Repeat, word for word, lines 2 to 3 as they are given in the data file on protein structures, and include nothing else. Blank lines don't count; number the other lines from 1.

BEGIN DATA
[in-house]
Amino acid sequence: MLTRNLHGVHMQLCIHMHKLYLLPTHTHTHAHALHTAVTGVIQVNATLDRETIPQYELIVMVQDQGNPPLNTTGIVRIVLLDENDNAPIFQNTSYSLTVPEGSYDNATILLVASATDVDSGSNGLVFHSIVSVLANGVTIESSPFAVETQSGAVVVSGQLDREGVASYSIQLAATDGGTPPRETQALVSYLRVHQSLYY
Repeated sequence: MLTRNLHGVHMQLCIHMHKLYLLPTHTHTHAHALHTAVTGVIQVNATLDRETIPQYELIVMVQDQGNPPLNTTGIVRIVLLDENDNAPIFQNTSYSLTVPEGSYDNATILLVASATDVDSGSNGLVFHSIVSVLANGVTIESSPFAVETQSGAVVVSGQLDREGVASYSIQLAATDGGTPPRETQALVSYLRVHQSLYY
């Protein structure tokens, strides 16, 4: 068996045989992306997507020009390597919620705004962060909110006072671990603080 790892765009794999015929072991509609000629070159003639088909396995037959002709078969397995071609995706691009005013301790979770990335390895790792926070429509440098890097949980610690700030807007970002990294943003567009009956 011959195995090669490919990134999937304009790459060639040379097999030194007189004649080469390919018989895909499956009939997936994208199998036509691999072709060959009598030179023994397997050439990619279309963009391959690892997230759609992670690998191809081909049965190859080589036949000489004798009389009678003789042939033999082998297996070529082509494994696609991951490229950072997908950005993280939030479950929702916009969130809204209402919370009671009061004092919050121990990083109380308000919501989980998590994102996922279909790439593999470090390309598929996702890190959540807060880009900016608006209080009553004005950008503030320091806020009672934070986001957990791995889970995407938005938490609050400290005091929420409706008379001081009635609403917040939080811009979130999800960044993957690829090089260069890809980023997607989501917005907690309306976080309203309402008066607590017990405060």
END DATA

Amino acid sequence: MLTRNLHGVHMQLCIHMHKLYLLPTHTHTHAHALHTAVTGVIQVNATLDRETIPQYELIVMVQDQGNPPLNTTGIVRIVLLDENDNAPIFQNTSYSLTVPEGSYDNATILLVASATDVDSGSNGLVFHSIVSVLANGVTIESSPFAVETQSGAVVVSGQLDREGVASYSIQLAATDGGTPPRETQALVSYLRVHQSLYY
Repeated sequence: MLTRNLHGVHMQLCIHMHKLYLLPTHTHTHAHALHTAVTGVIQVNATLDRETIPQYELIVMVQDQGNPPLNTTGIVRIVLLDENDNAPIFQNTSYSLTVPEGSYDNATILLVASATDVDSGSNGLVFHSIVSVLANGVTIESSPFAVETQSGAVVVSGQLDREGVASYSIQLAATDGGTPPRETQALVSYLRVHQSLYY